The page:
Ear Infections (Otitis Externa)

What is otitis?

Otitis externa is more commonly known as an outer ear infection. Infectious agents are most commonly yeast (Malassezia pachydermatis) and bacteria (e.g. Strep. intermedius, Staph. aureus) Occasionally, ear mites can also be present.

Infections lead to inflammation of the ear canal (leading to stenosis (closure of canal) and itchiness. Dogs will often shake their heads due to itch.

Infections are often secondary to a primary cause such as allergies (commonly food) and predisposing factors such as pendulous ears and chronic moisture.


Clinical signs are indicative of infection. Otoscopic examination will reveal the degree of inflammation and whether the eardrum has been affected.

Ear cytology via swab under the microscope will show the type of organisms affecting the ear so that treatment can be tailored. Culture and sensitivity may be required for chronic infections.


Determining the underlying cause is most important to prevent recurrence. Elimination diets will determine if food allergy is related to chronic cases. Treatment of environmental allergies involve oral steroids, immune modulating drugs such as cyclosporine and adjunct treatments with antihistamines and fatty acids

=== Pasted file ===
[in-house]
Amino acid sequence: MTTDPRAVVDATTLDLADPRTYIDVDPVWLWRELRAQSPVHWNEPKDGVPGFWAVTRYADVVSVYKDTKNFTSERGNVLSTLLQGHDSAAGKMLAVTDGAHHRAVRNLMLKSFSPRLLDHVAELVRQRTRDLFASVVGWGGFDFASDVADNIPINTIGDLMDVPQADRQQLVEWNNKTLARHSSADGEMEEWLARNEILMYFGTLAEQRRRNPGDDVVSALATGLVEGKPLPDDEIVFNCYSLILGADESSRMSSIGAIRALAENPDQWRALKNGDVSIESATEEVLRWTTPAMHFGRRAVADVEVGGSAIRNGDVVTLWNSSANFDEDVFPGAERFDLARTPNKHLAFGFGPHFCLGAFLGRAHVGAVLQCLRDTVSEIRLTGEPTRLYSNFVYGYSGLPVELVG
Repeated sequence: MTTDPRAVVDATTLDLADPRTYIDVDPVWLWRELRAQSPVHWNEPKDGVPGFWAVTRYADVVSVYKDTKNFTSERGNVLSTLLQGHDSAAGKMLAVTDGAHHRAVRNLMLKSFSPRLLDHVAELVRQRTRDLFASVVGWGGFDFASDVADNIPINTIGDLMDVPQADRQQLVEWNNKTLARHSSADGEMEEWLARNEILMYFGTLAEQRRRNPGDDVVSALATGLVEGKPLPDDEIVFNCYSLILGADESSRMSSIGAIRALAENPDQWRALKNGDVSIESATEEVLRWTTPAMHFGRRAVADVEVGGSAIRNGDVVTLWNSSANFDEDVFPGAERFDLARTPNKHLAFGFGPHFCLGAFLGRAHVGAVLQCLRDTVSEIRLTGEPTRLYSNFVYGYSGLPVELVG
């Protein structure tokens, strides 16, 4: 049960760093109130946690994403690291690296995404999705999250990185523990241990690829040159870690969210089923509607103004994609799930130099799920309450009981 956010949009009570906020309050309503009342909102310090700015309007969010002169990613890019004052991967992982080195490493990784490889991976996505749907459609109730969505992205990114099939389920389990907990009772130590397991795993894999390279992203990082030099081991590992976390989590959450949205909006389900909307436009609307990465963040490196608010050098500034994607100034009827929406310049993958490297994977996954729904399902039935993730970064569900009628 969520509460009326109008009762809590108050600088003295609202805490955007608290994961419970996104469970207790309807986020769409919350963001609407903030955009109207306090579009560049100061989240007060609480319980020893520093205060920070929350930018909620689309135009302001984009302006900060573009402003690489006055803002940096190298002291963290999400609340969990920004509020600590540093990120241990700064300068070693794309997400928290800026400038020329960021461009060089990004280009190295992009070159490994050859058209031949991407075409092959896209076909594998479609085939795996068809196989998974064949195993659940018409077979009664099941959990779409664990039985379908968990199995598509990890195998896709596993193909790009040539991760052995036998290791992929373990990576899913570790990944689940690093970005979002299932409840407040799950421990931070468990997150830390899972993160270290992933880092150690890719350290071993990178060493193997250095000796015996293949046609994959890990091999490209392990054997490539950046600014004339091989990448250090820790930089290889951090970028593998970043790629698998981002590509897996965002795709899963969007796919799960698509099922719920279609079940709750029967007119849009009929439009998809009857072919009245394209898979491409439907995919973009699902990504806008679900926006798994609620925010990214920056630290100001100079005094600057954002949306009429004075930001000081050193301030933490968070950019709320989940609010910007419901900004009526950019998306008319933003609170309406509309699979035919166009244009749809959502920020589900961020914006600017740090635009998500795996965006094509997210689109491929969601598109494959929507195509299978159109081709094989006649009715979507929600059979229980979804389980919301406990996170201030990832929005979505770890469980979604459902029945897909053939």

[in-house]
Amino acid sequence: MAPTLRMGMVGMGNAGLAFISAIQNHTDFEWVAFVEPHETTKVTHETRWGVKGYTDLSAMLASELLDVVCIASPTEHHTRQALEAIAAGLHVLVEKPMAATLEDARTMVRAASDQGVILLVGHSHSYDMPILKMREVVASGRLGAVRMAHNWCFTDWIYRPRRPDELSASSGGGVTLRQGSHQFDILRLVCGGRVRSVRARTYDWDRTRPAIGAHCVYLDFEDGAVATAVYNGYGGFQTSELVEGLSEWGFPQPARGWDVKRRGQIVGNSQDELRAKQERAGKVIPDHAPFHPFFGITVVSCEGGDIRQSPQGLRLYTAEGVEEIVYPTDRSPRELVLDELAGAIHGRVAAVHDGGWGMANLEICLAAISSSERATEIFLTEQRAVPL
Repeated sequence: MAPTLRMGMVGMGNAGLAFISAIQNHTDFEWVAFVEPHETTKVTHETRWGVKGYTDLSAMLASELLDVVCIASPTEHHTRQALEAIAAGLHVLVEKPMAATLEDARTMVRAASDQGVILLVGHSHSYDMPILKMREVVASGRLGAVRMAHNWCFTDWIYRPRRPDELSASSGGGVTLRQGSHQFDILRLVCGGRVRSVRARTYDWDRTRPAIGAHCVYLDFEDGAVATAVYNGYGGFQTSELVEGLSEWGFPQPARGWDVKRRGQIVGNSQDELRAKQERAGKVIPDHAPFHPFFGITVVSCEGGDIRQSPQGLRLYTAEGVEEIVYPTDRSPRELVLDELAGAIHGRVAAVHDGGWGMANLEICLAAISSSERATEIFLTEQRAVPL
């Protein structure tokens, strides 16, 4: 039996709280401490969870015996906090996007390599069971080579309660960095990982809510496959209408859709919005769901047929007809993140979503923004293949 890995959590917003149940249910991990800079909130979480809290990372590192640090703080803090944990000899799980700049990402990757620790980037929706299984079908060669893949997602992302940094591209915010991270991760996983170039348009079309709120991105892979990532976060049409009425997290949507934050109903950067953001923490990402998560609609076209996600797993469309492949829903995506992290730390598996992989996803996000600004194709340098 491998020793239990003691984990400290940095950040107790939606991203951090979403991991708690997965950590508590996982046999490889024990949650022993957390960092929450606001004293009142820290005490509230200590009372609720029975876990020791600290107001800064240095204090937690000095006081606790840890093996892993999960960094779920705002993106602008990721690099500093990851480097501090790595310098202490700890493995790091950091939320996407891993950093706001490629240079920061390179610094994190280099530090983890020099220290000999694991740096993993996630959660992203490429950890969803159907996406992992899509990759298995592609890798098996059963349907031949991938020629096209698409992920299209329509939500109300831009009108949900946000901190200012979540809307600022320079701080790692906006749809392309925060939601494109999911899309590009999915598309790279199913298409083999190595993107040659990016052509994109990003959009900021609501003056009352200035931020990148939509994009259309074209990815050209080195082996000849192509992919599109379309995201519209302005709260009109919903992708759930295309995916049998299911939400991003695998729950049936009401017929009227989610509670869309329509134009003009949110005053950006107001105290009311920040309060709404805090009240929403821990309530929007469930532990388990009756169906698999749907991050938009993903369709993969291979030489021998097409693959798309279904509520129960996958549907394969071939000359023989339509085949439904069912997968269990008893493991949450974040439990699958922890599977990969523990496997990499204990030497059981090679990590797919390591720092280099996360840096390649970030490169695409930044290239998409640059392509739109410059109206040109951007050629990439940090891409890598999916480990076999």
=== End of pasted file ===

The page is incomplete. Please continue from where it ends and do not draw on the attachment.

Topical treatment containing steroids, antibiotics and antifungals, is the mainstay of treating infections as oral antibiotics and antifungals do not penetrate the ear canal very well.

Oral steroids may be prescribed to reduce inflammation and stenosis to allow drops to be administered.

Severe cases may require surgical ear flush under general anaesthetic.

As a last resort treatment, ear resection surgery may be opted for:

Lateral ear resection involves surgical removal of part of the outer ear canal, particularly when calcification (hardening) has occurred and the above therapies are no longer effective.